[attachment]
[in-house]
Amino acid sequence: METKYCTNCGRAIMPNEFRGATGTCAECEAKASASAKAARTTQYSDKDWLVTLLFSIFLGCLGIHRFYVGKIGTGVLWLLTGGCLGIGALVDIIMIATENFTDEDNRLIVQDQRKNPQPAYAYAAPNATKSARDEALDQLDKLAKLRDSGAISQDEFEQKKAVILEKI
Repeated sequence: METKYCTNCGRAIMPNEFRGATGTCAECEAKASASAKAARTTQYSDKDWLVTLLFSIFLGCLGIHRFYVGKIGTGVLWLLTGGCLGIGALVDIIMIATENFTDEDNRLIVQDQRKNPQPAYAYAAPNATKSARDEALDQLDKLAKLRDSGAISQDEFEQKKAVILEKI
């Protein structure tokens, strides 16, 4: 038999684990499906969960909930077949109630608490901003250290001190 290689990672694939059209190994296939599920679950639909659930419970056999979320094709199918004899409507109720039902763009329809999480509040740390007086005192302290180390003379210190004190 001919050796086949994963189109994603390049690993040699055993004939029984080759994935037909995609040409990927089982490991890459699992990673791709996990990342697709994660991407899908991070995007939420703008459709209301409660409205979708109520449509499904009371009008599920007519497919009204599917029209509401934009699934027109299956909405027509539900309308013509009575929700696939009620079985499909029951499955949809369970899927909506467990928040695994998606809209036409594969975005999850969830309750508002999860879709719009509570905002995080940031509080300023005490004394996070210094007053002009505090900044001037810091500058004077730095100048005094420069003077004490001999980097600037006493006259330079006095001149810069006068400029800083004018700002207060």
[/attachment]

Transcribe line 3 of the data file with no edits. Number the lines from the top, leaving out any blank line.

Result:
Repeated sequence: METKYCTNCGRAIMPNEFRGATGTCAECEAKASASAKAARTTQYSDKDWLVTLLFSIFLGCLGIHRFYVGKIGTGVLWLLTGGCLGIGALVDIIMIATENFTDEDNRLIVQDQRKNPQPAYAYAAPNATKSARDEALDQLDKLAKLRDSGAISQDEFEQKKAVILEKI